Five-Minute Writing Tip
You should be kissed and often and by a man who knows how.
That line from Gone With the Wind came to mind when I walked into our local pharmacy the day after New Year's and ran smack into a huge display of red and pink hearts hanging from streamers, boxes of chocolate candy stacked almost to the ceiling, and glittered greeting cards proclaiming love and devotion. The employees must have worked through the night removing Christmas and replacing it with Valentine's Day.
Knowing I'd have to look at all this romantic paraphernalia for the next six weeks made me dread that lovers' holiday. I needed a change of attitude. For better or worse, and with Valentine's Day still on my mind, I decided I would offer a few basic guidelines for writing romance novels. I don't write romances, nor do I read them, so I had to do some research. But it's always good to learn new things. I discovered that writing romance is not as easy as it sounds-but what writing is?
Here are a few tips to get you started. I've used some classic romance novels and one of my favorite movies as examples.
1. Use the basic formula. Boy meets girl; boy loses girl; boy gets girl. The reason Anna Karenina, though romantic, is a tragedy rather than a romance novel is because it doesn't follow this formula. Boy meets girl-check: Count Vronksy and Anna meet and fall in love. Boy loses girl-check: Problems abound; they fight; they part. But boy does not get girl because (Spoiler Alert!) Anna, distressed and emotionally unstable, commits suicide by throwing herself under a train.
2. The ending must be happy. That doesn't necessarily mean a garden wedding and all problems solved, but there must be a desired commitment to make the relationship work. In the movie An Affair to Remember, Nickie Ferrante (Cary Grant) and Terry McCay (Deborah Kerr) are reunited and proclaim their love for one another while recognizing the problem they face-Terry's recovery from an accident that left her paralyzed and unable to walk.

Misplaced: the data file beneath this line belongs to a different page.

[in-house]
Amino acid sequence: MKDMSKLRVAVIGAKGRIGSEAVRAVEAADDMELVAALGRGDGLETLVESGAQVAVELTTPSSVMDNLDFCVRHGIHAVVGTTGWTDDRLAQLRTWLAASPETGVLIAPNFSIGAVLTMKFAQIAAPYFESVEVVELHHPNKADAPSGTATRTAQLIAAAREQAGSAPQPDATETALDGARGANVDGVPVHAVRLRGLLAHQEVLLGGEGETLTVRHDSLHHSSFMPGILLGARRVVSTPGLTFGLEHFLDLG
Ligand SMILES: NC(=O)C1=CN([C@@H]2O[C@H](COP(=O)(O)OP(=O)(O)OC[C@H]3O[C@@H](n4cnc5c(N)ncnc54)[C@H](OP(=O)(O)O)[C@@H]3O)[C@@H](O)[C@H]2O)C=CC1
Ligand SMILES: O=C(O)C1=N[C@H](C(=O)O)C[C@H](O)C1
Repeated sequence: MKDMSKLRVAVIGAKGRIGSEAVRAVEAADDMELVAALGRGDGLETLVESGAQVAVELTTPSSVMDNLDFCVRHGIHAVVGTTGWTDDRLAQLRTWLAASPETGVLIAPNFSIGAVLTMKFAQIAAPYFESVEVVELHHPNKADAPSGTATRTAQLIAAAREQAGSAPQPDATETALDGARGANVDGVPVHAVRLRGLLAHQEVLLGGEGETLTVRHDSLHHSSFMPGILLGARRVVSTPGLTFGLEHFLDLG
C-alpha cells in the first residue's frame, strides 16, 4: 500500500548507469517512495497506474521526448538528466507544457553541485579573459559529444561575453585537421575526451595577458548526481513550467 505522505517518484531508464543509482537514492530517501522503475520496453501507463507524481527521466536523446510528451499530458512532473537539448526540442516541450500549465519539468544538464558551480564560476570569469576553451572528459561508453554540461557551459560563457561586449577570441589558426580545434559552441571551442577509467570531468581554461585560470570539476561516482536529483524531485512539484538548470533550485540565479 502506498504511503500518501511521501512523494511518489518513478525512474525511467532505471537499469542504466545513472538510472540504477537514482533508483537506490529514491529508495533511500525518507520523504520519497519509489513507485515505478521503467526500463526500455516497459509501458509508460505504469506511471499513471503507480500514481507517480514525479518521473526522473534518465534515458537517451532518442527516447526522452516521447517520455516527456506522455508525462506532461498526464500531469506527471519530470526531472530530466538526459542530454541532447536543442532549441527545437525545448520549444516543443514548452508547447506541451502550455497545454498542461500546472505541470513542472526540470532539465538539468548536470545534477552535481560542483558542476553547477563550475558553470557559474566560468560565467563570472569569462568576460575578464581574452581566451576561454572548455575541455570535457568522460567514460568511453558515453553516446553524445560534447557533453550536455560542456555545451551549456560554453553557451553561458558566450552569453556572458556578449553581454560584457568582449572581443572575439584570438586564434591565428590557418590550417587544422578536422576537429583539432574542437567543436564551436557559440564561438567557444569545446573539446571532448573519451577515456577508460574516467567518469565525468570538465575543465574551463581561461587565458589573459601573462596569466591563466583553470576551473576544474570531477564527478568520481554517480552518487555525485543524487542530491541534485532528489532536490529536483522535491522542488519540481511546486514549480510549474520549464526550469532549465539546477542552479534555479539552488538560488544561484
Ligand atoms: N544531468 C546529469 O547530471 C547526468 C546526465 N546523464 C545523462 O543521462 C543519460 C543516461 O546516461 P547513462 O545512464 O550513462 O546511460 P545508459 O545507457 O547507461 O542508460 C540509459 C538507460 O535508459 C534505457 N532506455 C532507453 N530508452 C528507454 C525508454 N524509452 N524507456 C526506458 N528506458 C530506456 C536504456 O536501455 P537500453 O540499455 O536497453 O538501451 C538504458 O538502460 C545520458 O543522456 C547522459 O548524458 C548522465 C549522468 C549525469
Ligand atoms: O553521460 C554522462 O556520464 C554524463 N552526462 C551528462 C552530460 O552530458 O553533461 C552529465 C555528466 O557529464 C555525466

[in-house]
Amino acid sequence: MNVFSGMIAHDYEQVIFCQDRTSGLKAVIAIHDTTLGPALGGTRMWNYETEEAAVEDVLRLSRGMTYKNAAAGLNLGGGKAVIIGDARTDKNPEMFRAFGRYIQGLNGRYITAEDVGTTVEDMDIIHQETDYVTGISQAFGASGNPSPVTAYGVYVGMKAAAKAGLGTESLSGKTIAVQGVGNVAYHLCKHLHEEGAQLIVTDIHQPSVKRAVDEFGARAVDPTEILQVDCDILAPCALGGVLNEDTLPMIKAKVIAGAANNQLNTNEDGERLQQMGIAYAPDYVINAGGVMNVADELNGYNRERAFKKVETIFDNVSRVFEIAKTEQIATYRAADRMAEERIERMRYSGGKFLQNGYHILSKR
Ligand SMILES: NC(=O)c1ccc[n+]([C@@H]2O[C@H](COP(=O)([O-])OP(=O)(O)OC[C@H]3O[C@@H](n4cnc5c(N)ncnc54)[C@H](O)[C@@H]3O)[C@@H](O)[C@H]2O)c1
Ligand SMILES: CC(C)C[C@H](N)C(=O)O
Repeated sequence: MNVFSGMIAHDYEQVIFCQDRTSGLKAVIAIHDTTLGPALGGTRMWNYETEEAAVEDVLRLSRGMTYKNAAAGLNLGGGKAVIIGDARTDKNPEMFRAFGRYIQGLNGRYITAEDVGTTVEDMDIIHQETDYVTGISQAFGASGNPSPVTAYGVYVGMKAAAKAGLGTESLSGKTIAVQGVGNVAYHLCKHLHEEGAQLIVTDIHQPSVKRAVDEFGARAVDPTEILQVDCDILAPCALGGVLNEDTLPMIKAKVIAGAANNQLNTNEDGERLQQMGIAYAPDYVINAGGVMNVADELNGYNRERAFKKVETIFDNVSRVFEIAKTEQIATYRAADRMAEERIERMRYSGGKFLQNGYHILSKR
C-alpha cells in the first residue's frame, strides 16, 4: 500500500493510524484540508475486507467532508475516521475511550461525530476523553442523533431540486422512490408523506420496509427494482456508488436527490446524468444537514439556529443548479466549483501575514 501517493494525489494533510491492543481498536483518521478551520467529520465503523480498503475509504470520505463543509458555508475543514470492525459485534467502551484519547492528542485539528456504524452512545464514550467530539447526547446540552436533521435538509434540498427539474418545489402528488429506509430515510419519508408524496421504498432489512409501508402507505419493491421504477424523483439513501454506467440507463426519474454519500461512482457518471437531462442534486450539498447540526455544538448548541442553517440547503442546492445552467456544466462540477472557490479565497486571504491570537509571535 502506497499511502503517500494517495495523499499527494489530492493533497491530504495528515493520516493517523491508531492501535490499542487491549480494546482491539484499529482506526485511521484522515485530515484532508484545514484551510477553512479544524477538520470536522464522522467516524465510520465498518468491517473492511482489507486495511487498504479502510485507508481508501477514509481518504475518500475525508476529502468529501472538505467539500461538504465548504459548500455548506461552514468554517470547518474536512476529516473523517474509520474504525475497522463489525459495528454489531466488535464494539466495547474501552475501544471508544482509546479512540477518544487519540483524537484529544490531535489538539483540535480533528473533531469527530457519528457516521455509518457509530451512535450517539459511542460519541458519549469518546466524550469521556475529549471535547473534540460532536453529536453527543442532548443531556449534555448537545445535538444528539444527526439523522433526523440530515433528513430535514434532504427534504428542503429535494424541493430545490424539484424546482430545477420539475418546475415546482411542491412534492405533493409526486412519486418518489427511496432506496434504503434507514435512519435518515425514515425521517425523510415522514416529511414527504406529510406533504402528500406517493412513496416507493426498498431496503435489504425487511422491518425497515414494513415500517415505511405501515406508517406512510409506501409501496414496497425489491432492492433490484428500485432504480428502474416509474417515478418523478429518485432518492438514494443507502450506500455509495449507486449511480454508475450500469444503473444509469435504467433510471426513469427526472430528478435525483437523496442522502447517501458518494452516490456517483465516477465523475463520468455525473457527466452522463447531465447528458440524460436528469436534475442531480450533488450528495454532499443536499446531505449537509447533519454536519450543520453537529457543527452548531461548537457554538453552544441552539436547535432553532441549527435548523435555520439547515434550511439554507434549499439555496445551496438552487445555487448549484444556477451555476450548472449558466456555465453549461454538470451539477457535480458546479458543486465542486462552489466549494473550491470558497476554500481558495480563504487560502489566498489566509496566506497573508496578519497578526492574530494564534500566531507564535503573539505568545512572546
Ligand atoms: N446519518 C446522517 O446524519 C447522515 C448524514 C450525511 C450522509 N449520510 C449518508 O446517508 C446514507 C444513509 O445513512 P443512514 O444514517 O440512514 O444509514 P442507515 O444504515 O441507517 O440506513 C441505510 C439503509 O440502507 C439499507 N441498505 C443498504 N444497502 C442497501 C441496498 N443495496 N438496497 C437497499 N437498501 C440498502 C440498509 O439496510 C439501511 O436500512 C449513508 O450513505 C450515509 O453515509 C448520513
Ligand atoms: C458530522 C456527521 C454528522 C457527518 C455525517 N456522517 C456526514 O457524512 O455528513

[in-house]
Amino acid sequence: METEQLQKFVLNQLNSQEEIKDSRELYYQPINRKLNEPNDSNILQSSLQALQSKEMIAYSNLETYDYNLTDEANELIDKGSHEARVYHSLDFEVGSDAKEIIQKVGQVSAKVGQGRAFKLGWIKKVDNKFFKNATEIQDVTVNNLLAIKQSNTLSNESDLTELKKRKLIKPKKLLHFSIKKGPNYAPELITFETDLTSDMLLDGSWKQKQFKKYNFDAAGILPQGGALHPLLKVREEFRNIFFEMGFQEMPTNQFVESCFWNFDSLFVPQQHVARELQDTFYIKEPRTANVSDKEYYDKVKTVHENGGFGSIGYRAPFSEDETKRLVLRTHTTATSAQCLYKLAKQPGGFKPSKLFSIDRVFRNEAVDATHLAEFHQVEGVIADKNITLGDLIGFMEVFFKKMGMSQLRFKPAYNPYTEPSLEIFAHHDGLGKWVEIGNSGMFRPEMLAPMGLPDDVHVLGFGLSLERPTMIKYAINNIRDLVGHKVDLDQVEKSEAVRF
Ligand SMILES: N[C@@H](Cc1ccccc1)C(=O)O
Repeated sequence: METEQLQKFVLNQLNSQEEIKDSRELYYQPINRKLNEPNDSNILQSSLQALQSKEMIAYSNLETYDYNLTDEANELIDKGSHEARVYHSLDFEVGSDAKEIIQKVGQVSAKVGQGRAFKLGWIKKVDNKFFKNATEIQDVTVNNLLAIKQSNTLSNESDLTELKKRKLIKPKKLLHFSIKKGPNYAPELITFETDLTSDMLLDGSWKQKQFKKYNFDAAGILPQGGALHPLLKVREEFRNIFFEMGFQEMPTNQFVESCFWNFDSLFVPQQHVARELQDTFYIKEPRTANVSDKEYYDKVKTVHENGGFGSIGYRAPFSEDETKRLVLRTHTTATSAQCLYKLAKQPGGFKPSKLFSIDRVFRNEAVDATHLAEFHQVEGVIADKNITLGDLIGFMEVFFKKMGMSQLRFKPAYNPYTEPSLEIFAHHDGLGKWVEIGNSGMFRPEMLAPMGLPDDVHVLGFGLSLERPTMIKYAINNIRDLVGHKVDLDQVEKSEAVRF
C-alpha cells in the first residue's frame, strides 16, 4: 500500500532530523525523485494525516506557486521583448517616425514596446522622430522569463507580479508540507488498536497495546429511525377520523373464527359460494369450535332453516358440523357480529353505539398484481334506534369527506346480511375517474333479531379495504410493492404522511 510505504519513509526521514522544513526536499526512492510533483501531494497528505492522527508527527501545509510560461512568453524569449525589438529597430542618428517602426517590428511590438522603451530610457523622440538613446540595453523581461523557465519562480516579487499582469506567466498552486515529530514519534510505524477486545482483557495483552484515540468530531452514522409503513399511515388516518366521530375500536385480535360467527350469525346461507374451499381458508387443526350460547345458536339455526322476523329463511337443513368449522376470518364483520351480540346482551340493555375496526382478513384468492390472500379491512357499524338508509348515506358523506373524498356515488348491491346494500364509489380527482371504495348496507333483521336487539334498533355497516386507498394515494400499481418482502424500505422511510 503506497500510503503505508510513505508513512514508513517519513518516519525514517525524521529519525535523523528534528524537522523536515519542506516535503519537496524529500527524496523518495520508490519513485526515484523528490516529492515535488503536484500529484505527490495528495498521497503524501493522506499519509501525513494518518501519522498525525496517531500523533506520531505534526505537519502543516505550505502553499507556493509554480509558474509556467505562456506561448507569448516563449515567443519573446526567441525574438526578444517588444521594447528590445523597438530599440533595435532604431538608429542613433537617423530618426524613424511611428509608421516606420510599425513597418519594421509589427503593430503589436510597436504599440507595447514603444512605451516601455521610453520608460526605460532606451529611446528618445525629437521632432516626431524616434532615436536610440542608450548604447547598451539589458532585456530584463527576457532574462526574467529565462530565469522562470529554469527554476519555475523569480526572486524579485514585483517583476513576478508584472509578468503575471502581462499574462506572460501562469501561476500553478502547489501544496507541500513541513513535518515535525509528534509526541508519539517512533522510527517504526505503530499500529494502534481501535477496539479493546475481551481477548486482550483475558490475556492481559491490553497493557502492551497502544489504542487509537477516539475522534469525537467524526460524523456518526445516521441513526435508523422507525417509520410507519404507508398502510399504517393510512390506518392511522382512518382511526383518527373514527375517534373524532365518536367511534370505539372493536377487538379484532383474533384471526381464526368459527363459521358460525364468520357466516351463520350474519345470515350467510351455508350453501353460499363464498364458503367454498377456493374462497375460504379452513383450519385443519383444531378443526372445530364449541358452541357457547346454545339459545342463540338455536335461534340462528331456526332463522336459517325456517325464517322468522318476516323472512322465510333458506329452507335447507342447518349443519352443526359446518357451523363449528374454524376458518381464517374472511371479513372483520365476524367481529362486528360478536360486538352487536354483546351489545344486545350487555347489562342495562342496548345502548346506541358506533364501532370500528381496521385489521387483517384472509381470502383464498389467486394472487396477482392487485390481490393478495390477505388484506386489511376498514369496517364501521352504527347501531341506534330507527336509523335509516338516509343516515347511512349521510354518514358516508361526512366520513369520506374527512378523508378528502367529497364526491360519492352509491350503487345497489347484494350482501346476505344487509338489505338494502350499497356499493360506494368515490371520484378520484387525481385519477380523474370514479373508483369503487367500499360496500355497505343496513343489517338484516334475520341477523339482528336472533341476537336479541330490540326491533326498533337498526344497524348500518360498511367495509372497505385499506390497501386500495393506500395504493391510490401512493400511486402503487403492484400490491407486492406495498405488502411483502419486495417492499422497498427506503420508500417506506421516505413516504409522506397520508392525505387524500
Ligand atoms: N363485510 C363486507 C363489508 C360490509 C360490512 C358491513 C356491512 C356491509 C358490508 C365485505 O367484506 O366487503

3. Since the plot options are simple: friends become lovers; soulmates are fated to meet; characters give love a second chance, the story must have strong, memorable characters. Romance readers expect to love the hero -who is always far from perfect-but intriguing, and sympathize with the heroine. Your readers also need to sense that your hero and heroine are attracted to one another, and know they will eventually declare their love despite roadblocks and problems thrown their way. Who doesn't love feisty Scarlett O'Hara and arrogant Rhett Butler, and feel their attraction the moment they meet? Who doesn't sincerely believe a happy tomorrow is in their future? Whether you do or don't, check out this video clip: You Tube
4. There must be a considerable amount of conflict and tension. Don't make it easy for your hero and heroine to get together. Look how long it took Jane Eyre and Mr. Rochester to admit their love for one another and marry.